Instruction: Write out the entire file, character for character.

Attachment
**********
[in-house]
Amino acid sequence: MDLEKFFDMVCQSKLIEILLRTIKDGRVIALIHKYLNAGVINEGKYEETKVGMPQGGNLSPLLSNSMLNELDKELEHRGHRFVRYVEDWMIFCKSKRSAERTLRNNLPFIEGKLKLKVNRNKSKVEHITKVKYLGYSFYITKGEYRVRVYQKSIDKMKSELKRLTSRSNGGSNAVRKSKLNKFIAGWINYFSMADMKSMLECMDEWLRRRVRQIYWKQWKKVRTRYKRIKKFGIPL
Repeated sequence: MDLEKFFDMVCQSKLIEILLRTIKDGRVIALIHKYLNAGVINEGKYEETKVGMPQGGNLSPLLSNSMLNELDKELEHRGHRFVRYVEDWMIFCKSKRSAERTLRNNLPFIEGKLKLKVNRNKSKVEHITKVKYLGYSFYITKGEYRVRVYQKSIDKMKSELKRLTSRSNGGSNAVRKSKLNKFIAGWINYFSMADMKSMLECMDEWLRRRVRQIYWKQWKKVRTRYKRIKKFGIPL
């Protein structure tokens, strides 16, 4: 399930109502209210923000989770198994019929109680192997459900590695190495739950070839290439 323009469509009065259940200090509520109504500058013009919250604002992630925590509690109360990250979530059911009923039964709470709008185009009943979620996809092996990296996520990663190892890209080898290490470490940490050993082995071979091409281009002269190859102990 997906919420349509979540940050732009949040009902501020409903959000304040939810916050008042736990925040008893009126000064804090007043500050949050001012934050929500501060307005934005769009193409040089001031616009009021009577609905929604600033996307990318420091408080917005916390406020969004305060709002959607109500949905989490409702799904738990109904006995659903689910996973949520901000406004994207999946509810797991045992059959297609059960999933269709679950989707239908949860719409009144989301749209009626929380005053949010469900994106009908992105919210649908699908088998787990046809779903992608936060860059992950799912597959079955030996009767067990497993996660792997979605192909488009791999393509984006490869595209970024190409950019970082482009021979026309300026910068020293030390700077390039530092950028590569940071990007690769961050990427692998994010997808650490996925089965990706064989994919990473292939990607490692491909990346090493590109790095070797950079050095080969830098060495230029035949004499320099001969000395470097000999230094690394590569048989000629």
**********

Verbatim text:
[in-house]
Amino acid sequence: MDLEKFFDMVCQSKLIEILLRTIKDGRVIALIHKYLNAGVINEGKYEETKVGMPQGGNLSPLLSNSMLNELDKELEHRGHRFVRYVEDWMIFCKSKRSAERTLRNNLPFIEGKLKLKVNRNKSKVEHITKVKYLGYSFYITKGEYRVRVYQKSIDKMKSELKRLTSRSNGGSNAVRKSKLNKFIAGWINYFSMADMKSMLECMDEWLRRRVRQIYWKQWKKVRTRYKRIKKFGIPL
Repeated sequence: MDLEKFFDMVCQSKLIEILLRTIKDGRVIALIHKYLNAGVINEGKYEETKVGMPQGGNLSPLLSNSMLNELDKELEHRGHRFVRYVEDWMIFCKSKRSAERTLRNNLPFIEGKLKLKVNRNKSKVEHITKVKYLGYSFYITKGEYRVRVYQKSIDKMKSELKRLTSRSNGGSNAVRKSKLNKFIAGWINYFSMADMKSMLECMDEWLRRRVRQIYWKQWKKVRTRYKRIKKFGIPL
């Protein structure tokens, strides 16, 4: 399930109502209210923000989770198994019929109680192997459900590695190495739950070839290439 323009469509009065259940200090509520109504500058013009919250604002992630925590509690109360990250979530059911009923039964709470709008185009009943979620996809092996990296996520990663190892890209080898290490470490940490050993082995071979091409281009002269190859102990 997906919420349509979540940050732009949040009902501020409903959000304040939810916050008042736990925040008893009126000064804090007043500050949050001012934050929500501060307005934005769009193409040089001031616009009021009577609905929604600033996307990318420091408080917005916390406020969004305060709002959607109500949905989490409702799904738990109904006995659903689910996973949520901000406004994207999946509810797991045992059959297609059960999933269709679950989707239908949860719409009144989301749209009626929380005053949010469900994106009908992105919210649908699908088998787990046809779903992608936060860059992950799912597959079955030996009767067990497993996660792997979605192909488009791999393509984006490869595209970024190409950019970082482009021979026309300026910068020293030390700077390039530092950028590569940071990007690769961050990427692998994010997808650490996925089965990706064989994919990473292939990607490692491909990346090493590109790095070797950079050095080969830098060495230029035949004499320099001969000395470097000999230094690394590569048989000629």